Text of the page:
Subterranean wells (e.g ., hydrocarbon fluid producing wells and water producing wells) are often stimulated by hydraulic fracturing treatments. In a typical hydraulic fracturing treatment, a treatment fluid is pumped into a wellbore in a subterranean formation at a rate and pressure above the fracture gradient of the particular subterranean formation so as to create or enhance at least one fracture therein . Particulate solids (e.g . , graded sand, bauxite, ceramic, nut hulls, and the like), or "proppant particulates," are typically suspended in the treatment fluid or a second treatment fluid and deposited into the fractures while maintaining pressure above the fracture gradient. The proppant particulates are generally deposited in the fracture in a concentration sufficient to form a tight pack of proppant particulates, or "proppant pack," which serves to prevent the fracture from fully closing once the hydraulic pressure is removed . By keeping the fracture from fully closing, the interstitial spaces between individual proppant particulates in the proppant pack form conductive pathways through which produced fluids may flow.

In traditional hydraulic fracturing treatments, the specific gravity of the proppant particulates may be high in relation to the treatment fluids in which they are suspended for transport and deposit in a target interval (e.g . , a fracture) . Therefore, the proppant particulates may settle out of the treatment fluid and fail to reach the target interval . For example, where the proppant particulates are to be deposited into a fracture, the proppant particulates may settle out of the treatment fluid and accumulate only or substantially at the bottommost portion of the fracture, which may result in complete or partial occlusion of the portion of the fracture where no proppant particulates have collected (e.g . , at the top of the fracture) . As such, fracture conductivity and production over the life of a subterranean well may be substantially impaired if proppant particulates settle out of the treatment fluid before reaching their target interval within a subterranean formation . One way to compensate for proppant particulate settling is to introduce the proppant particulates into the fracture in a viscous gelled fluid . Gelled fluids typically require high concentrations of gelling agents and/or crosslinker, particularly when transporting high concentrations of proppant particulates in order to maintain them in suspension. As many gelling and crosslinking agents are used in a variety of fluids within and outside of the oil and gas industry, their demand is increasing while their supply is decreasing. Therefore, the cost of gelling and crosslinking agents is increasing, and consequently, the cost of hydraulic fracturing treatments requiring them is also increasing . Additionally, the use of gelling and crosslinking agents may result in premature viscosity increases that may cause pumpability issues or problems with subterranean operations equipment.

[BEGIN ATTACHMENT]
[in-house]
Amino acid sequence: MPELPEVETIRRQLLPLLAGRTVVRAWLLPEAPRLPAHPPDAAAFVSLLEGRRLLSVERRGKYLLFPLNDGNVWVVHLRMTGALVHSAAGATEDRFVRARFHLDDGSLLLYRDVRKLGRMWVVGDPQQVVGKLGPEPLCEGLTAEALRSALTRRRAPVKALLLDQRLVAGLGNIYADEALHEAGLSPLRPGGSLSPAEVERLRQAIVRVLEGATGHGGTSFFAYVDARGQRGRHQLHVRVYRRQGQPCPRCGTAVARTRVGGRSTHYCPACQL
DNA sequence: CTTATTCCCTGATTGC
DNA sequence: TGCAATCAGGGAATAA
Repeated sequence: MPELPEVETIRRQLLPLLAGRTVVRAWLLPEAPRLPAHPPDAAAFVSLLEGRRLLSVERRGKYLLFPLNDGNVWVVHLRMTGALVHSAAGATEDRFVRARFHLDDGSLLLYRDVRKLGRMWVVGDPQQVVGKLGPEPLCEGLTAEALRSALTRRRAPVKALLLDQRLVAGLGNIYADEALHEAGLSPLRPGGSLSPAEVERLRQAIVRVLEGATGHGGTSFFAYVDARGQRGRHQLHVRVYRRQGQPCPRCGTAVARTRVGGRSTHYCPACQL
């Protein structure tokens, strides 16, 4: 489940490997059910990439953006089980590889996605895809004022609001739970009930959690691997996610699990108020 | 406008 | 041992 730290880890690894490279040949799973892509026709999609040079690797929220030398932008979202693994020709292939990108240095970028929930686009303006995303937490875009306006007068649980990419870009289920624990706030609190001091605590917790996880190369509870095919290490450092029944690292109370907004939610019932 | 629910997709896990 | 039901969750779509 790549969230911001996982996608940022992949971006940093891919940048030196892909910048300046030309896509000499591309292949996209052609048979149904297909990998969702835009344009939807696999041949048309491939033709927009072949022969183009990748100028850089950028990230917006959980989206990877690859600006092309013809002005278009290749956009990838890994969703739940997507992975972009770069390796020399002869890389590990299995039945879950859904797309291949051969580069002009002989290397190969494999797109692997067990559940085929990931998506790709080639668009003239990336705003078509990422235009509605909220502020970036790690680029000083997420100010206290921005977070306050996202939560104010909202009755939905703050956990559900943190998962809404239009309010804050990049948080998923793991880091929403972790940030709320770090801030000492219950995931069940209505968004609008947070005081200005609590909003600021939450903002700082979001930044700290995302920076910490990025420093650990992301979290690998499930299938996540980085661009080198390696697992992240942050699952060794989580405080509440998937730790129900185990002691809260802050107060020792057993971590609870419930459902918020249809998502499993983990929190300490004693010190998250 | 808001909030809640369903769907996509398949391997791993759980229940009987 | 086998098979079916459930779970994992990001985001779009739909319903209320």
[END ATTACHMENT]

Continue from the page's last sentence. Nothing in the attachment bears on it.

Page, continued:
Prior attempts aimed at preventing proppant settling in a vertical fracture have focused on creating proppant with density less than or equal to that of the carrier fluid. The methods of creating neutrally buoyant proppant includes surface-sealing of porous ceramic particles to trap air-filled voids inside the particles, creating composites of strong materials and hollow ceramic spheres, and creating hollow spheres with sufficient wall strength to withstand closure stresses. Polymer composite has also been used to make lightweight proppant. These approaches have characteristic drawbacks in terms of proppant durability and cost to manufacture.